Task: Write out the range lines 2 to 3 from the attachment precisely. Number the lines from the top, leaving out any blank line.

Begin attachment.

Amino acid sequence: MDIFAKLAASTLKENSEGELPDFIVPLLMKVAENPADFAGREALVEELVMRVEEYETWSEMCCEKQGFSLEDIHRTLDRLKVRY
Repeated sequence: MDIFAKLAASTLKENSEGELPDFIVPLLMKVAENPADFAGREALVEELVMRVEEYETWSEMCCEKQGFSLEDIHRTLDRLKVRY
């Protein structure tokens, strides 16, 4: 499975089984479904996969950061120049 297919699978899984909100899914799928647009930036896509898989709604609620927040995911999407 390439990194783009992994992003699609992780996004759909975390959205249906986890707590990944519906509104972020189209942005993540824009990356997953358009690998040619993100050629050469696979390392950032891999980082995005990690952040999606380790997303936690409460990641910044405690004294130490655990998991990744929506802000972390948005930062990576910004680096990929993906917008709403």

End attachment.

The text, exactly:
Repeated sequence: MDIFAKLAASTLKENSEGELPDFIVPLLMKVAENPADFAGREALVEELVMRVEEYETWSEMCCEKQGFSLEDIHRTLDRLKVRY
């Protein structure tokens, strides 16, 4: 499975089984479904996969950061120049 297919699978899984909100899914799928647009930036896509898989709604609620927040995911999407 390439990194783009992994992003699609992780996004759909975390959205249906986890707590990944519906509104972020189209942005993540824009990356997953358009690998040619993100050629050469696979390392950032891999980082995005990690952040999606380790997303936690409460990641910044405690004294130490655990998991990744929506802000972390948005930062990576910004680096990929993906917008709403």